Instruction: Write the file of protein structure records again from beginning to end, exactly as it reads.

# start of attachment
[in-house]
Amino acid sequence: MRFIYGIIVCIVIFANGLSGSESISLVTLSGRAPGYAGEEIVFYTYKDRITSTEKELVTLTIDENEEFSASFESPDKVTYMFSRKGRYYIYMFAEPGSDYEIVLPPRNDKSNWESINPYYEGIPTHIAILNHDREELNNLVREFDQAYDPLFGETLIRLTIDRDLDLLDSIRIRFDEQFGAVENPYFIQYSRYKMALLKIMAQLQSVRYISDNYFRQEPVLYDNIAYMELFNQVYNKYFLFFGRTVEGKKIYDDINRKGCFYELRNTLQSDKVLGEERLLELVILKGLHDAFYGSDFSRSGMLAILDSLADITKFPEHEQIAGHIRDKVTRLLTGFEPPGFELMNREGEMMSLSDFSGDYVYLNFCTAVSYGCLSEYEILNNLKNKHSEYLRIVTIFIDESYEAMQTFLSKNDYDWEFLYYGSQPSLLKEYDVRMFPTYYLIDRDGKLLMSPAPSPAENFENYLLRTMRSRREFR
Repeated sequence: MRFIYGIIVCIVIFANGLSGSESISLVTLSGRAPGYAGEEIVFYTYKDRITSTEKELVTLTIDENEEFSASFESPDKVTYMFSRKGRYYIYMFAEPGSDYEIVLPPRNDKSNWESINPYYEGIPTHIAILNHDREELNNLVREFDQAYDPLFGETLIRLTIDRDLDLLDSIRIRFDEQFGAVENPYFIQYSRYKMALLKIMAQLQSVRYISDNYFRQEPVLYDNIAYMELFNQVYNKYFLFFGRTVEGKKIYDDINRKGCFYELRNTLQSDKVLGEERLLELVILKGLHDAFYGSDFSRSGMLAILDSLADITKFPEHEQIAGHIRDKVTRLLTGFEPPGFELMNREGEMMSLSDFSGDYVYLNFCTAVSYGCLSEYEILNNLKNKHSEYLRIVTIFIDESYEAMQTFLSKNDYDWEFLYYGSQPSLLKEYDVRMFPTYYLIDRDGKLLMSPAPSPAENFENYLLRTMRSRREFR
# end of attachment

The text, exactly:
[in-house]
Amino acid sequence: MRFIYGIIVCIVIFANGLSGSESISLVTLSGRAPGYAGEEIVFYTYKDRITSTEKELVTLTIDENEEFSASFESPDKVTYMFSRKGRYYIYMFAEPGSDYEIVLPPRNDKSNWESINPYYEGIPTHIAILNHDREELNNLVREFDQAYDPLFGETLIRLTIDRDLDLLDSIRIRFDEQFGAVENPYFIQYSRYKMALLKIMAQLQSVRYISDNYFRQEPVLYDNIAYMELFNQVYNKYFLFFGRTVEGKKIYDDINRKGCFYELRNTLQSDKVLGEERLLELVILKGLHDAFYGSDFSRSGMLAILDSLADITKFPEHEQIAGHIRDKVTRLLTGFEPPGFELMNREGEMMSLSDFSGDYVYLNFCTAVSYGCLSEYEILNNLKNKHSEYLRIVTIFIDESYEAMQTFLSKNDYDWEFLYYGSQPSLLKEYDVRMFPTYYLIDRDGKLLMSPAPSPAENFENYLLRTMRSRREFR
Repeated sequence: MRFIYGIIVCIVIFANGLSGSESISLVTLSGRAPGYAGEEIVFYTYKDRITSTEKELVTLTIDENEEFSASFESPDKVTYMFSRKGRYYIYMFAEPGSDYEIVLPPRNDKSNWESINPYYEGIPTHIAILNHDREELNNLVREFDQAYDPLFGETLIRLTIDRDLDLLDSIRIRFDEQFGAVENPYFIQYSRYKMALLKIMAQLQSVRYISDNYFRQEPVLYDNIAYMELFNQVYNKYFLFFGRTVEGKKIYDDINRKGCFYELRNTLQSDKVLGEERLLELVILKGLHDAFYGSDFSRSGMLAILDSLADITKFPEHEQIAGHIRDKVTRLLTGFEPPGFELMNREGEMMSLSDFSGDYVYLNFCTAVSYGCLSEYEILNNLKNKHSEYLRIVTIFIDESYEAMQTFLSKNDYDWEFLYYGSQPSLLKEYDVRMFPTYYLIDRDGKLLMSPAPSPAENFENYLLRTMRSRREFR